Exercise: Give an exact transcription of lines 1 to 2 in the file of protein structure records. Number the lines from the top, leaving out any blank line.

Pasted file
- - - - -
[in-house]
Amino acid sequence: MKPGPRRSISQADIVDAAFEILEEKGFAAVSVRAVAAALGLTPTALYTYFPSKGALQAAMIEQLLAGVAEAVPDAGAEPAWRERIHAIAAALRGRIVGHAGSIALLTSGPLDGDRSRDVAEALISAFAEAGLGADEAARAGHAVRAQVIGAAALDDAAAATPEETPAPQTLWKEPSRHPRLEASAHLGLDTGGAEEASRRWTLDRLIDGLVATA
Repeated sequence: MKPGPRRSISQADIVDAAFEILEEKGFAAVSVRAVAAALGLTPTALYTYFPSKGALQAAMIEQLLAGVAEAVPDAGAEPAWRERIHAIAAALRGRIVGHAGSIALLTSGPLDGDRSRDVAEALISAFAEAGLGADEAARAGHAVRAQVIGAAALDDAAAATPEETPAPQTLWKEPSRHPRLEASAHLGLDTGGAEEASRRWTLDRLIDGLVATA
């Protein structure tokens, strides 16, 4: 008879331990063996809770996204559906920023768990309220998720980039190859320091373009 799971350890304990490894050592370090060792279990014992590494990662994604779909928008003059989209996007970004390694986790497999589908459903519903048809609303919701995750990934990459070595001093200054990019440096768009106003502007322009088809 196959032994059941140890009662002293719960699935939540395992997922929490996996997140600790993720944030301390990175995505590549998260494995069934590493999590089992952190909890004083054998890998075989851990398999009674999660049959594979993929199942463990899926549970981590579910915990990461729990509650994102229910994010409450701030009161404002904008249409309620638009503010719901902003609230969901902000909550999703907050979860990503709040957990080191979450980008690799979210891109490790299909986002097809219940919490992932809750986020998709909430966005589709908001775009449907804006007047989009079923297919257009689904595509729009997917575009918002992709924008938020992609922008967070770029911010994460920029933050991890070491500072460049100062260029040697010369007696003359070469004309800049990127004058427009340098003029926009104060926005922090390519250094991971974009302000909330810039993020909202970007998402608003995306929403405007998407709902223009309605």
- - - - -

[in-house]
Amino acid sequence: MKPGPRRSISQADIVDAAFEILEEKGFAAVSVRAVAAALGLTPTALYTYFPSKGALQAAMIEQLLAGVAEAVPDAGAEPAWRERIHAIAAALRGRIVGHAGSIALLTSGPLDGDRSRDVAEALISAFAEAGLGADEAARAGHAVRAQVIGAAALDDAAAATPEETPAPQTLWKEPSRHPRLEASAHLGLDTGGAEEASRRWTLDRLIDGLVATA